OncoMed Pharmaceuticals Inc. (Redwood City CA) began the week with a combination punch that some say spells a knockout in the near future. In back-to-back statements, OncoMed revealed that its Celgene Inc.-partnered lead asset had bombed a Phase 2 pancreatic cancer trial and Germany’s Bayer AG had walked away from two drugs, triggering a 45% drop in its stock price to $4.84 late in the week.#OncoMed hit with a combination punch that some say spells a knockout in the near future Click To Tweet
News of the failed clinical trial landed first and did the most damage. The trial enrolled 204 patients with metastatic pancreatic cancer and randomized them to one of three arms. All participants received Abraxane and gemcitabine. One arm received placebo on top of this regimen, while the other two took different courses of OncoMed’s experimental demcizumab. The top-line findings are devoid of reasons to be optimistic about the anti-DLL4 antibody, says FiercePharma.
Against most measures, the placebo group at least matched the experimental treatment arms. At 5.5 months, the progression-free survival seen in the placebo arm was identical to the result from the pooled treatment cohorts. That is a high point for the treatment arms.
The demcizumab arms had a median overall survival of 13.2 months. The placebo group is yet to reach its median overall survival. To finish off the losing streak, the overall response rate in the demcizumab groups came in at 33.1%, eight percentage points lower than that achieved by the placebo regimen.
The only endpoint against which OncoMed could point to numerical superiority for demcizumab was a measure that combined complete responses, partial responses and stable disease. Close to 75% of subjects in the demcizumab arm met this definition of clinical benefit, compared to 71% of patients in the placebo group.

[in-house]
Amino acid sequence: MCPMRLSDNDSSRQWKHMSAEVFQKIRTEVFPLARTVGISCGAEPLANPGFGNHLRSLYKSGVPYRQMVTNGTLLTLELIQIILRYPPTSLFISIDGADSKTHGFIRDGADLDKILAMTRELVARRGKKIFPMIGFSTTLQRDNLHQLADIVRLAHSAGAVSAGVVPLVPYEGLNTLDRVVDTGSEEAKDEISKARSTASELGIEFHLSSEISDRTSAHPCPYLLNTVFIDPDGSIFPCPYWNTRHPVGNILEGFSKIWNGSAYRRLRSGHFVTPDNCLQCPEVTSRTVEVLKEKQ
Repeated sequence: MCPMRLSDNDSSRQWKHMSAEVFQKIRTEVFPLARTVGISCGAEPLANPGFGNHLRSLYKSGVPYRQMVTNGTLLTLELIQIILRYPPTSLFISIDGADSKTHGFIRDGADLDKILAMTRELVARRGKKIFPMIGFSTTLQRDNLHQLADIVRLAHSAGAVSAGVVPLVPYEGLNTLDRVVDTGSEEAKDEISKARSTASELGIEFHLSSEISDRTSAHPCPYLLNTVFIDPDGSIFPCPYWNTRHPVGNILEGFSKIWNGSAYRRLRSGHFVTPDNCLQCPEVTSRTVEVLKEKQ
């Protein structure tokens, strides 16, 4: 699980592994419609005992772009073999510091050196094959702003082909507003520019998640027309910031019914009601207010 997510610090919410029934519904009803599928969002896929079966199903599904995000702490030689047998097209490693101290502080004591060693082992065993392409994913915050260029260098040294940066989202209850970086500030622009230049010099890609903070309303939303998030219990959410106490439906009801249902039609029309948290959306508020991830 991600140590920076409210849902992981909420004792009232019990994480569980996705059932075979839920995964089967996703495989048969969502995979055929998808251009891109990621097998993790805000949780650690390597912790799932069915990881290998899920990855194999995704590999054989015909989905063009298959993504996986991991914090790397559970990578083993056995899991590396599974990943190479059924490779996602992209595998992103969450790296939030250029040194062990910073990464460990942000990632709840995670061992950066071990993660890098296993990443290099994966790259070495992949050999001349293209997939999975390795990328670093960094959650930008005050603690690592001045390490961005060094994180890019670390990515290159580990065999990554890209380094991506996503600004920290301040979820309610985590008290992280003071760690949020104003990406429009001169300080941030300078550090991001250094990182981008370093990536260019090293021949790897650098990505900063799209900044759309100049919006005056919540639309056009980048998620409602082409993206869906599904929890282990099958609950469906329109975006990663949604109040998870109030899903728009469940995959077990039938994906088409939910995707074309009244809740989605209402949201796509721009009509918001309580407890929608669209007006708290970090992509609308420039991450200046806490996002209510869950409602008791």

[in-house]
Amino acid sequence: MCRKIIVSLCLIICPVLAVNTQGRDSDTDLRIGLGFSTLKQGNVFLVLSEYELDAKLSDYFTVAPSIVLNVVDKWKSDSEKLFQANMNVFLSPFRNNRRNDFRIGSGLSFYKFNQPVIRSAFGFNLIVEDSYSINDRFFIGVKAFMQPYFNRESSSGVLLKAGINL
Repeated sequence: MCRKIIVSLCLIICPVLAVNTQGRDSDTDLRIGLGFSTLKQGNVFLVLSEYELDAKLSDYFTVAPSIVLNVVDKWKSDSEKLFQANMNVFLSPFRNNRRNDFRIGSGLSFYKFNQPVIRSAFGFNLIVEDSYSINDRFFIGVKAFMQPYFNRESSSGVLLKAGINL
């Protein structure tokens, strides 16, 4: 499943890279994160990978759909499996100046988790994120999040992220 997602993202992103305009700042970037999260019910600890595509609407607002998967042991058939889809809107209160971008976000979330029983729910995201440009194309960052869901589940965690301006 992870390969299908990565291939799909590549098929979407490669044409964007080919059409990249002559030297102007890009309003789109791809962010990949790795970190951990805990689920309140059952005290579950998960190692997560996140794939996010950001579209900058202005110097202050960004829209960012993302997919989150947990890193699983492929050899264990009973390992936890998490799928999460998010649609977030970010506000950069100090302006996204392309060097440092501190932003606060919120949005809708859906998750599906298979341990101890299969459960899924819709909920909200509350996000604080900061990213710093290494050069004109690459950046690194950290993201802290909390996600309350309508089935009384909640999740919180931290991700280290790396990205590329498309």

With the data suggesting demcizumab has come to the end of the road in pancreatic cancer, the drug’s future, if it has one, and ability to generate some of the $3 billion in milestone committed to by Celgene will likely lie in other indications. OncoMed is testing demcizumab as a treatment for non-small cell lung cancer.
“Based on the lack of benefit over standard-of-care, which performed remarkably well, we will be discontinuing this trial. We will also discontinue any additional enrollment in our other ongoing demcizumab trials and conduct analyses of the data from those trials as planned,” OncoMed CEO Paul Hastings said in a statement. “OncoMed remains focused on completing and analyzing the results of the two randomized Phase 2 clinical trials, PINNACLE and DENALI, that are anticipated in the first half of this year.”
With the latest failure coming 15 months after an interim assessment found another candidate was coming up short in a pancreatic cancer trial, the pressure is now on OncoMed to deliver positive news on its earlier-stage assets. In the case of vantictumab or ipafricept, OncoMed will need to do so without the support of Bayer.
The German pharma colossus added injury to insult, notifying OncoMed that it decided not to exercise its option on the biotech’s Wnt pathway inhibitors vantictumab (anti-Fzd, OMP-18R5) and ipafricept (Fzd8-Fc, OMP-54F28) for “strategic reasons.”
OncoMed’s near-term survival hopes now rest on the above-mentioned Phase 2 studies, PINNACLE and DENALI, that are due to read out later in this quarter.
Talk about a Bad Day at Black Rock, except this time in Redwood City, CA. In the face of two roundhouse haymakers, you have to give OncoMed credit for sheer gumption. After Bayer followed the grim news about the failure of demcizumab for pancreatic cancer with the decision not to exercise an option to license two of the US company’s other experimental therapies, OncoMed still tried valiantly to put a positive spin on the news.